This is the first novel in a series of urban fantasy stories revolving around an escapee from Hell. James Stark was sent to Hell as a mortal by a circle of mages who envied Stark's natural magical talents. While in Hell, Stark was forged into a weapon through his experiences and training (he was a gladiator and hitman for the Princes of Hell). Now that he's free back on Earth, he has some unfinished business with those who sent him to Hell in the first place. Although he's more pissed off about what they did to his girlfriend. Stark is an antihero character. A professional asshole, but with some noble qualities. He himself says that there are some things that he will not abide while in his sight, such as a carjackers attempting to steal a vehicle from another person. (Stark is quite keen on stealing vehicles himself, just not while other people are in them.) He's also generally kind to those who either pose no threat or who may be a bit down on their own luck. But don't piss him off. He will wreck your day.


Next by Michael Crichton

This is the fourth Michael Crichton novel I've read recently. Unlike the others, there does not seem to be a plot so much as a series of inter-related vignettes about the state of genetic engineering and the issues that surround it. Most of the characters are pretty unlikeable in many ways, as they represent rather unsavory aspects of genetic engineering, such as the woman who gene-spliced human DNA into an African parrot, or the Fauci-like head of the NIH that portrays himself as an evangelical Christian but is all-in on human-embryo stem-cell research and eventual human cloning. He embraces his perceived role as a "saint" in the government, but covers up a number of ugly activities. At the end of the book, Crichton gives his honest opinion about various issues covered in the story, such as gene patents (he's against them), laws about public disclosure of genetic testing (he's for them).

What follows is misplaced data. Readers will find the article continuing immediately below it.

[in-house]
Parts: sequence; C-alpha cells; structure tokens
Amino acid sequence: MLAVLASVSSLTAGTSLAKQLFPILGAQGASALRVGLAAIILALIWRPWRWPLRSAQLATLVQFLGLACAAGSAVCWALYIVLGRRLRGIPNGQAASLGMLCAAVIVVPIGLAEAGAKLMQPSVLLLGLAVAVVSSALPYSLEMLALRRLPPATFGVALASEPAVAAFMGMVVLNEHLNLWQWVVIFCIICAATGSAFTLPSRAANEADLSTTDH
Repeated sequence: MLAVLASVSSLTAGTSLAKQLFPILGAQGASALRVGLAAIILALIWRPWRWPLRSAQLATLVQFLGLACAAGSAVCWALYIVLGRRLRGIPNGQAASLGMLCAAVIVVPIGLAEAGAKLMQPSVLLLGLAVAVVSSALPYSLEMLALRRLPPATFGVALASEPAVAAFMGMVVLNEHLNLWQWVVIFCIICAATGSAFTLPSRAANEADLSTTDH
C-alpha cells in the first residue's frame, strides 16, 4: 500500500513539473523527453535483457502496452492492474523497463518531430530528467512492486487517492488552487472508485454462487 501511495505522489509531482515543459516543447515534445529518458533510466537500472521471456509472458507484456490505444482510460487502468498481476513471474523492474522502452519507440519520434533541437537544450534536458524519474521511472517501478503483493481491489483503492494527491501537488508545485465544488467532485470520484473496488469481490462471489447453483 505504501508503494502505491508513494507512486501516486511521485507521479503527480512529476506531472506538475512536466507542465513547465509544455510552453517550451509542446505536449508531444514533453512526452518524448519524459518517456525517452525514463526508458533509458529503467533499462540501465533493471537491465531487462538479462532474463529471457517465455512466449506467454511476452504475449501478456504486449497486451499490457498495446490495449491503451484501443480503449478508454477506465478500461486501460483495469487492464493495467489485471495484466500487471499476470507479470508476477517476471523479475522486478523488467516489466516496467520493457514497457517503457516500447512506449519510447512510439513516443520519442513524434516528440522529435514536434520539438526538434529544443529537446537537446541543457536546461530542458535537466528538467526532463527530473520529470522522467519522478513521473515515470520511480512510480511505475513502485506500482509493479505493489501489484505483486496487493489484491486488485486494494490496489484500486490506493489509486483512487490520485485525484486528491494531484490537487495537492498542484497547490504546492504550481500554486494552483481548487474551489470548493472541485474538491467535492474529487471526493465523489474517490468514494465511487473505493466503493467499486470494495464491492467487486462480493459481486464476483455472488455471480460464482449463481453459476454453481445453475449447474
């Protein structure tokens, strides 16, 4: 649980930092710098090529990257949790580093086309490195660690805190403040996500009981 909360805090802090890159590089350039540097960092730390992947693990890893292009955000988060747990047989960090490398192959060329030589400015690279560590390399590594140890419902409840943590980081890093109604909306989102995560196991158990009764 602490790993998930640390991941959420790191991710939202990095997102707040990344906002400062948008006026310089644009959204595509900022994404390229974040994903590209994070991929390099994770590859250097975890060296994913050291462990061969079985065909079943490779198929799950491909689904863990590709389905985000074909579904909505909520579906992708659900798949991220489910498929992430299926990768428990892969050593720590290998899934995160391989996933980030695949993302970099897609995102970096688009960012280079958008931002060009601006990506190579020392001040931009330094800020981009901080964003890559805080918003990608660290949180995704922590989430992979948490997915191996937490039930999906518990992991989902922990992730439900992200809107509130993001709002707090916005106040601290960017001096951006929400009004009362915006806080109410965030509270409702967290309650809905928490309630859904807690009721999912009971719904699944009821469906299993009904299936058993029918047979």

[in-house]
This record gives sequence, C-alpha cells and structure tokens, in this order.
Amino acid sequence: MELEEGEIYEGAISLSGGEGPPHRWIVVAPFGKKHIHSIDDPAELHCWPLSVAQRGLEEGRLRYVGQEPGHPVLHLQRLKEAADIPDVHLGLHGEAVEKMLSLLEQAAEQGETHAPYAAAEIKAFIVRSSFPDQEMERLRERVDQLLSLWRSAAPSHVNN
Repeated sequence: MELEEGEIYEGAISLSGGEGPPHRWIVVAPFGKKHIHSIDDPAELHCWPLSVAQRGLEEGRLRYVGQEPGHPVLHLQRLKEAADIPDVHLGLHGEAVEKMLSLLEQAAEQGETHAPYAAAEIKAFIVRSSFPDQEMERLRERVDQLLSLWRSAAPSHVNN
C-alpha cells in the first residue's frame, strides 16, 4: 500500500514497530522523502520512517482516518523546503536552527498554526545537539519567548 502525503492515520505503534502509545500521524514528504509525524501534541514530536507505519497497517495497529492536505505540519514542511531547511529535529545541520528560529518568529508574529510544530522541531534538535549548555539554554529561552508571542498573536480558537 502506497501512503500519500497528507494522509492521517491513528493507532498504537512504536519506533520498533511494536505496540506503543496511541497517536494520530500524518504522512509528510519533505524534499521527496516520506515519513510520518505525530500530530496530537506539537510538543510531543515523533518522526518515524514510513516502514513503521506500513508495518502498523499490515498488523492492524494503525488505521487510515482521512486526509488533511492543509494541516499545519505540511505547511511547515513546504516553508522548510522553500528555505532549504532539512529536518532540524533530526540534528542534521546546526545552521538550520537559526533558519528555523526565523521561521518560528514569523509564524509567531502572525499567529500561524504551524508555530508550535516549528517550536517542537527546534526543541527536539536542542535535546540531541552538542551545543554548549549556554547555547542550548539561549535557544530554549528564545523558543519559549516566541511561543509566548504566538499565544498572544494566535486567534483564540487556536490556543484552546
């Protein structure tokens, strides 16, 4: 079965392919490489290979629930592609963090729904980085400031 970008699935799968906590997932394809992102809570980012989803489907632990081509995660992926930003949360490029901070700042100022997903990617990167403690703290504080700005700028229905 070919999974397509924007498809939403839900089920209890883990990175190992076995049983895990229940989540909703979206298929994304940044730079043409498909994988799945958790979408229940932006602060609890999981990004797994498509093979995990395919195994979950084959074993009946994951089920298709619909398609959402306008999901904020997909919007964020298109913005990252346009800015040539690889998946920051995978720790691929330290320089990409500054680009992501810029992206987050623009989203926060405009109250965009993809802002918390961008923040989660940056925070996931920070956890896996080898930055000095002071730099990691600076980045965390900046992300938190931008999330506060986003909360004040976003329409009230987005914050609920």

The Bad Place by Dean Koontz

Someone posted in the comments recently about books where the author's name on the cover is larger than the title of the book. Well, this is one of those books. It's an early Dean Koontz novel (1990). It has a lot of Koontz' signature weirdness to it, which I'm starting to recognize after reading quite a few of his novels recently (with several more to read...). The plot mainly follows Frank Pollard, who keeps waking up in strange places after a very strange night indeed. He doesn't know who he is or why this is happening to him.

PREVIOUS SUNDAY MORNING BOOK THREAD - 06-16-24 (NOTE: Do NOT comment on old threads!)


Disclaimer: No Morons were harmed in the making of this Sunday Morning Book Thread. That tornado heading your way may be more vengeful than you know...